True Thankfulness -- Plus, Christmas Comes Early

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From the NYT just now:ColorCode.png

Merciful heavens, we give praise and thanks -- if we are indeed saying goodbye to this:

dhs-threat1.jpg

What is wrong with the familiar monotone "The Department of Homeland Security has determined that the threat level is 'Orange' " announcement and mentality?

1) It is meaningless. You hear that at the airport in San Antonio, when there's a threat in Baltimore?

2) It is unhelpful. What exactly are you supposed to do? Apart from being worried?

3) It is ignorable, since it hardly ever changes. It's been "Orange" since the summer of 2006. It has never been "Blue" or "Green." The U.S. "surges" in Iraq and then withdraws; it has Bush and then Obama; a Republican majority in both Houses, then Democratic, then a Republican House again; it changes strategy in Afghanistan; it has an "underwear" bomber and then introduces new machines -- and through all this time, we are steady at "Orange."

So we have movement on the lamentable color codes; and the TSA backing off strip-searches of uniformed pilots; and today's apparently low-stress day at the airports... perhaps there is a common-sense way out of the security-theater ratchet? I'll hope so, and on that positive note bow out until next Monday. Happy Thanksgiving.
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James Fallows is a national correspondent for The Atlantic and has written for the magazine since the late 1970s. He has reported extensively from outside the United States and once worked as President Carter's chief speechwriter. His latest book is China Airborne. More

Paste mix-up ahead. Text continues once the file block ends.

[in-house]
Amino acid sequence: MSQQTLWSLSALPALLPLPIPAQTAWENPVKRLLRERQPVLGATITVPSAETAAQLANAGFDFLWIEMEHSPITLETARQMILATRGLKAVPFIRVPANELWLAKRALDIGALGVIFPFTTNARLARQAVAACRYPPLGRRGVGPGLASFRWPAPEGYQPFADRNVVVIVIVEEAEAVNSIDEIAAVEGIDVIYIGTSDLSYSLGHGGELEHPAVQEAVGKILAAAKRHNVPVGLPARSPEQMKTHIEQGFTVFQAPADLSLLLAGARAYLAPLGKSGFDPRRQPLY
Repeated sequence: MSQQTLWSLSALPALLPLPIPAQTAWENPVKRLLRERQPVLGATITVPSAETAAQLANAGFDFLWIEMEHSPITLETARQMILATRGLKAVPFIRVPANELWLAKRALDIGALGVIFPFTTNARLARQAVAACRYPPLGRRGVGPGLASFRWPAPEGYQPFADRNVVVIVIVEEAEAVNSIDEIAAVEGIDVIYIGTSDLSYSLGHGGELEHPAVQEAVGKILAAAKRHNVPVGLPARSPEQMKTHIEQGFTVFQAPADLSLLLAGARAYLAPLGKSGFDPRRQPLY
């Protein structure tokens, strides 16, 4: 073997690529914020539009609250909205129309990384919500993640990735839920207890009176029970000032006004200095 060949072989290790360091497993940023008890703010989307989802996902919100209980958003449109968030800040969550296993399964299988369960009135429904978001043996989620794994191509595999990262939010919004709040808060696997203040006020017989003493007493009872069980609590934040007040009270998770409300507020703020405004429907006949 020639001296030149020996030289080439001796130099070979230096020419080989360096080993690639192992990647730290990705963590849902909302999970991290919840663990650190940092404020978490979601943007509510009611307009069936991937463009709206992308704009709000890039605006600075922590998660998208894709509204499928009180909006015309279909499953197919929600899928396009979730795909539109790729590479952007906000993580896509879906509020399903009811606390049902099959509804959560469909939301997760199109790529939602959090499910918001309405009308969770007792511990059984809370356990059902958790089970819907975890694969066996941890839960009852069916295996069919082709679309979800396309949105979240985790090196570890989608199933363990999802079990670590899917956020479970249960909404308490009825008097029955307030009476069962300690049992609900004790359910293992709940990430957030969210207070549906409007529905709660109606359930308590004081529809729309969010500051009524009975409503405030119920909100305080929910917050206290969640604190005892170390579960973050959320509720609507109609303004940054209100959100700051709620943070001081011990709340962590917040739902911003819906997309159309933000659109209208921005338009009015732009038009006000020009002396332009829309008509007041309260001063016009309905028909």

James Fallows is based in Washington as a national correspondent for The Atlantic. He has worked for the magazine for nearly 30 years and in that time has also lived in Seattle, Berkeley, Austin, Tokyo, Kuala Lumpur, Shanghai, and Beijing. He was raised in Redlands, California, received his undergraduate degree in American history and literature from Harvard, and received a graduate degree in economics from Oxford as a Rhodes scholar. In addition to working for The Atlantic, he has spent two years as chief White House speechwriter for Jimmy Carter, two years as the editor of US News & World Report, and six months as a program designer at Microsoft. He is an instrument-rated private pilot. He is also now the chair in U.S. media at the U.S. Studies Centre at the University of Sydney, in Australia.

Fallows has been a finalist for the National Magazine Award five times and has won once; he has also won the American Book Award for nonfiction and a N.Y. Emmy award for the documentary series Doing Business in China. He was the founding chairman of the New America Foundation. His recent books Blind Into Baghdad (2006) and Postcards From Tomorrow Square (2009) are based on his writings for The Atlantic. His latest book is China Airborne. He is married to Deborah Fallows, author of the recent book Dreaming in Chinese. They have two married sons.

Fallows welcomes and frequently quotes from reader mail sent via the "Email" button below. Unless you specify otherwise, we consider any incoming mail available for possible quotation -- but not with the sender's real name unless you explicitly state that it may be used. If you are wondering why Fallows does not use a "Comments" field below his posts, please see previous explanations here and here.
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